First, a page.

Want to cover your popcorn ceilings with beadboard? You’ll love this simple how to!
We’re excited to be continuing our attempt at this year’s $100 Room Challenge with what is the biggest part of the room makeover and most expensive part, where we decided to cover popcorn ceilings with beadboard.
We’ve tried scraping our popcorn ceilings in our master bedroom and two bathrooms and it was disgusting. Then we had a contractor cover the ceilings downstairs with drywall when they took down two walls. We decided that that looked so much better and wanted to try covering this area with beadboard.
Here’s how we covered our popcorn ceilings with a coffered ceiling!
How to cover popcorn ceiling with beadboard
To do this, we needed to get enough beadboard to cover that area, which was three 4’x8′ sections of beadboard. We also needed trim for the edges and chose 1″x3″ pine boards to cover the rough edges. As for equipment, we borrowed a friend’s ladder that was extendable on both sides.
This allowed us to adjust it to the point that we could set it up on angled stairs and reach the highest point in the stairwell, which was 17 feet. We also could not have done this project without our RYOBI Cordless Circular Saw and RYOBI AirStrike 18 Gauge Cordless Nailer.
I was a little skeptical at first about the thought of using a nailer with no air compressor, thinking it wouldn’t have enough power to drive the nails. I was seriously wrong. This bad boy drove the nails right through the boards into the ceiling with no problems and was so much more convenient than lugging around an air compressor and hose.
To start the project, we drew out a diagram with measurements of the whole ceiling and then cut the beadboard and border wood to the appropriate sizes and sprayed them all with ceiling paint using our Wagner Studio Home Decor Paint Sprayer.
Even though the beadboard was primed white, we wanted to give it a coat of the same color ceiling paint as the boards would get. Not all ceiling paint is created equal…
On construction day one, we started in the stairwell and set up the ladder, making sure it was secure and sturdy before setting foot on it. Then, we added construction adhesive to the beadboard and nailed it up to the ceiling. It worked perfectly. The nailer was quick and it took mere seconds to get it secured to the ceiling.
We continued on with the rest of the beadboard panels in the same fashion. These were a little more difficult because we had to make some refinements to the cuts since they were fitting around the air filter, light fixture and attic ladder. This made it take a little more time, but no big deal otherwise.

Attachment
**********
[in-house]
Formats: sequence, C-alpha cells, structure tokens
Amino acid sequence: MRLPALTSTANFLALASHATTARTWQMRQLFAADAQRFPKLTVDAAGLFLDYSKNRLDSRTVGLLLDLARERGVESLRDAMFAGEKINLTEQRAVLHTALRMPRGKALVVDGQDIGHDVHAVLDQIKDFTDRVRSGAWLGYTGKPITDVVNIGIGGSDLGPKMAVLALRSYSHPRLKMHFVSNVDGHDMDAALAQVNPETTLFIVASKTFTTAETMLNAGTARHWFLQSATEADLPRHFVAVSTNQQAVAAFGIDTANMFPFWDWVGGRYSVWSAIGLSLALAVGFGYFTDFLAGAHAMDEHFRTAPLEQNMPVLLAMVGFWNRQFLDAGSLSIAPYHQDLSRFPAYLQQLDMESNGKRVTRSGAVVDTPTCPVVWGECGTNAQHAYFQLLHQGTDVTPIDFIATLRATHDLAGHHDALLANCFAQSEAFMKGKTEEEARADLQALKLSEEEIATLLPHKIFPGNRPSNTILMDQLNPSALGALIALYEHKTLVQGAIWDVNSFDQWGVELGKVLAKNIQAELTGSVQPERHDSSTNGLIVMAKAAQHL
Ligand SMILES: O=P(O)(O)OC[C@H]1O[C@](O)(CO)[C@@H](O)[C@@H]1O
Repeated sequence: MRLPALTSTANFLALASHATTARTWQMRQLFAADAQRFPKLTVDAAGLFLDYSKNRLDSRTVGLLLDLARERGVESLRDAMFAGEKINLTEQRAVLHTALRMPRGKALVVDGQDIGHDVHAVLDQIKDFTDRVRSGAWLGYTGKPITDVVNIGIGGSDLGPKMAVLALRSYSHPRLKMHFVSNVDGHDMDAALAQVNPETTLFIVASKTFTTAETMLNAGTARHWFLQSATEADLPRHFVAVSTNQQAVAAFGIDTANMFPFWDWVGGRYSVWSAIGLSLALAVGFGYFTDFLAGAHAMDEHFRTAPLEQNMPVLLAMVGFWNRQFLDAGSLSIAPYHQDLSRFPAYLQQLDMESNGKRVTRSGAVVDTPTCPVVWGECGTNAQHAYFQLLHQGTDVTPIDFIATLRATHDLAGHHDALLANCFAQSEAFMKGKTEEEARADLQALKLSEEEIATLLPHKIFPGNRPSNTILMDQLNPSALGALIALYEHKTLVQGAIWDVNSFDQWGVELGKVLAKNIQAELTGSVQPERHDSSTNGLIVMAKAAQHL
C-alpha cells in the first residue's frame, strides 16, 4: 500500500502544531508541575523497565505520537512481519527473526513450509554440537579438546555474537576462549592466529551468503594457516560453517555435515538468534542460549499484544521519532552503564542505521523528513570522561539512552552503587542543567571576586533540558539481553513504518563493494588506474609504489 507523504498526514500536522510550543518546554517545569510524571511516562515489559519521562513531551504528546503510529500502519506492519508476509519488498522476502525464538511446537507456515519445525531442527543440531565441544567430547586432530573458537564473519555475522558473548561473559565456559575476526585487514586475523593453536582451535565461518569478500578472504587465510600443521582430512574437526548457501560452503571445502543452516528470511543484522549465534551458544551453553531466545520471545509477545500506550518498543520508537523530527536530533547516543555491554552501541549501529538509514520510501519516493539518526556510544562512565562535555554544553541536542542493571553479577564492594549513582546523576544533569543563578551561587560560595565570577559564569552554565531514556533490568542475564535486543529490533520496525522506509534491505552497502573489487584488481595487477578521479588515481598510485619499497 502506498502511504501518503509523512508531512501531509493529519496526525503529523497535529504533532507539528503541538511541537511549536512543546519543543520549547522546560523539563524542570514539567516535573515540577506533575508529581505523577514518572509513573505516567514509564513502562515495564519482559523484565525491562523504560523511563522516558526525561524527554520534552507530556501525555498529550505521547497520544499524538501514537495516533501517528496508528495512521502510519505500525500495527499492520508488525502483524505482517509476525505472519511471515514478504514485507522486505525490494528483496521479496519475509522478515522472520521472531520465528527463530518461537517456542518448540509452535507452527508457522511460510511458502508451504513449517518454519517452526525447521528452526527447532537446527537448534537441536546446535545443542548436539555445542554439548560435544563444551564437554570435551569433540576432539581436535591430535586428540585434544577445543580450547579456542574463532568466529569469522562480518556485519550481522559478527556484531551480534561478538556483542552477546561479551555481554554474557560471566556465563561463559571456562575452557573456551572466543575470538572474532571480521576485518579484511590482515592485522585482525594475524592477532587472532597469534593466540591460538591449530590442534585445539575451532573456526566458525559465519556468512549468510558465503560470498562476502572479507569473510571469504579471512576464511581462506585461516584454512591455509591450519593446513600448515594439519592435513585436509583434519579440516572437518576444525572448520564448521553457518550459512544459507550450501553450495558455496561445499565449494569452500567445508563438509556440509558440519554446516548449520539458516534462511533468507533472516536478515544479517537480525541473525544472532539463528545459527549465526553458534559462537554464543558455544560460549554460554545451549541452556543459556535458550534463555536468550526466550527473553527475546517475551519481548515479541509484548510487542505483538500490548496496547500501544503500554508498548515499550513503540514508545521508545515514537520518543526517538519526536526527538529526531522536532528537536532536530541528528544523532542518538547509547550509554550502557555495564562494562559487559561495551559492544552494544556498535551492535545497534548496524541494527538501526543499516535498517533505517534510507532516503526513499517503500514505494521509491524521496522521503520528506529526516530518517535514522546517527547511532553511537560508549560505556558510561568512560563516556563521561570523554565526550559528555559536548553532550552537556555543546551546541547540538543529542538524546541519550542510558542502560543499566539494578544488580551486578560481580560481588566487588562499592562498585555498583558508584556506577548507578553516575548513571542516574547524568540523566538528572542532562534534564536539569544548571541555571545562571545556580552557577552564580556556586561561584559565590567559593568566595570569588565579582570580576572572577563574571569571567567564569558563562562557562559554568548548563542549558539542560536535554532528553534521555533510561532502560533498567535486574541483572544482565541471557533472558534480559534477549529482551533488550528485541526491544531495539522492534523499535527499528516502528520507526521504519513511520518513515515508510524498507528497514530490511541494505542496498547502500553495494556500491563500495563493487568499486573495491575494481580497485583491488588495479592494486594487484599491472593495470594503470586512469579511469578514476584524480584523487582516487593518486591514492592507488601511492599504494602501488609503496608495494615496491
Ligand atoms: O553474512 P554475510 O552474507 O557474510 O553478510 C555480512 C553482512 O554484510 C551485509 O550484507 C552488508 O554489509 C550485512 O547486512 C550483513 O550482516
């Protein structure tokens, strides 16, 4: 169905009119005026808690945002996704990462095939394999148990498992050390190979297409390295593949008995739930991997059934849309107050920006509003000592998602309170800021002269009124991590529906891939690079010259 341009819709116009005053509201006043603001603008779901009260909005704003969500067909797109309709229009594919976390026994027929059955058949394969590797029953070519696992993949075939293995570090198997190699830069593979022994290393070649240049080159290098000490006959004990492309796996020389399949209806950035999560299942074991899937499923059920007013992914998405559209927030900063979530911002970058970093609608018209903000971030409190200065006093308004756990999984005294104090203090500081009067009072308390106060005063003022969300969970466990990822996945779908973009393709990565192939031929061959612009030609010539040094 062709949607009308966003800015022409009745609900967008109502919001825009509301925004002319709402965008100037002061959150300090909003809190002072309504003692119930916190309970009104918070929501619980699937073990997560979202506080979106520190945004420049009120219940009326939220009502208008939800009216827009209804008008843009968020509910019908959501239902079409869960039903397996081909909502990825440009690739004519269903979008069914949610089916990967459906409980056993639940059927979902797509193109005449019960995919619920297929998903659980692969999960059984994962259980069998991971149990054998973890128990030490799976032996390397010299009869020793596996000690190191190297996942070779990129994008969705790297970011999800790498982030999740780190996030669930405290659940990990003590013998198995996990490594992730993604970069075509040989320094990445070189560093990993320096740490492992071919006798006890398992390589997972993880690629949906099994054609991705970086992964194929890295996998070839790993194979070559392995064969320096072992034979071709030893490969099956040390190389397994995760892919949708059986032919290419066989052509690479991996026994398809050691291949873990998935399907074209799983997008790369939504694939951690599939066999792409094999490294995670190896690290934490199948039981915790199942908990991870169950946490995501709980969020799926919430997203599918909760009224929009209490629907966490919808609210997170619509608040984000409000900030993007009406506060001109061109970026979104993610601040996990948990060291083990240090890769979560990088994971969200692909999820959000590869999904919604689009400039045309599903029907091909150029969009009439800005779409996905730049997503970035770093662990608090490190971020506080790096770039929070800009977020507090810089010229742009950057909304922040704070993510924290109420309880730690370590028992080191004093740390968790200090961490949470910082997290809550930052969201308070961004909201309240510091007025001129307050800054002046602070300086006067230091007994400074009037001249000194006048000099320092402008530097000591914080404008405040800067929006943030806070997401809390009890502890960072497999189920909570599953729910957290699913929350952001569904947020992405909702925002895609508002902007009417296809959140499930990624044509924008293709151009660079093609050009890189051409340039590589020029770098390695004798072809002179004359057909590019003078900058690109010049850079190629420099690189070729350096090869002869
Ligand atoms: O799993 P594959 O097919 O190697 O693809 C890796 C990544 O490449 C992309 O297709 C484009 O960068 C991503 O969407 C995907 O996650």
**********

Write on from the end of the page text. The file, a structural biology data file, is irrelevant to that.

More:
CiCi was SUCH a help on this project.
After all the board was up, we added the 1″x3″ pine board edges. Again, we just popped them up with the RYOBI AirStrike and they were in place quick and easy.
The part that took the longest span of time was caulking and painting. We needed to go around and caulk all the seams of the boards to the wall and the ceiling to cover any holes.
We also didn’t do edging around things like the air vent and the attic door, so we had to go in and fill gaps with caulk. After it was all dry, we painted.
In the end, it looks really good.
Our analysis of trying to cover popcorn ceilings with beadboard is that it is more difficult than scraping, but easier. That sounds dumb, but what I mean is that it is a little more difficult to work with big materials and we had to prep the cuts ahead of time, but it was much easier and neater than dealing with scraping, sanding, mudding and painting.
Those steps take so much more time and are so disgusting that I don’t really ever want to scrape again. The beadboard also looks a lot more finished. The material costs are higher than scraping, but it’s worth it.
Of course, nothing is as easy as paying someone to drywall over it for you. That’s my favorite method, but my wallet prefers the beadboard. Speaking of, here’s what it cost us.
- 3 sheets of beadboard: $19.95 each
- Five 1″x3″ pine boards: $3.95 each
- Caulk: on hand
- Ceiling Paint: on hand
- Ladder: borrowed
- RYOBI AirStrike: on hand
- Total Cost: $79.60
As you can see, that’s 80% of our $100 makeover. We were planning on doing a DIY chandelier in here, but I forgot to budget in the 1x3s for this project which ended up being about $20 ($3.95 x 5) and so I kind of think that I won’t have the money left to do it.
Whomp, whomp. I have some clear balls on hand already from Christmas crafts, but I don’t think that it is enough. After this + the balusters (that I already bought all the supplies for) I think that we will have $4…
Check back in on Wednesday for more $100 Room Challenge updates!
- Wood filler
- Circular saw
- Brad nailer
- Paint sprayer
- Measure your ceiling and determine how much beadboard you need. Remember - you need all the stripes to go the same way.
- Determine where you would like trim lines to go to cover any gaps between boards.
- Cut your beadboard to size.
- Hold beadboard in place. Brad nail into the ceiling. If you can identify the ceiling joists (by knocking) be sure to pop some nails in there, too.
- Repeat until all the ceiling is covered.
- Add trim. Use trim to cover the seams and create a clean border around the edge.
- Caulk all seams and nail holes. If an edge is flat, you might want to use wood filler for a smooth finish.
- Sand if needed.
- Paint. We prefer to use our paint sprayer.
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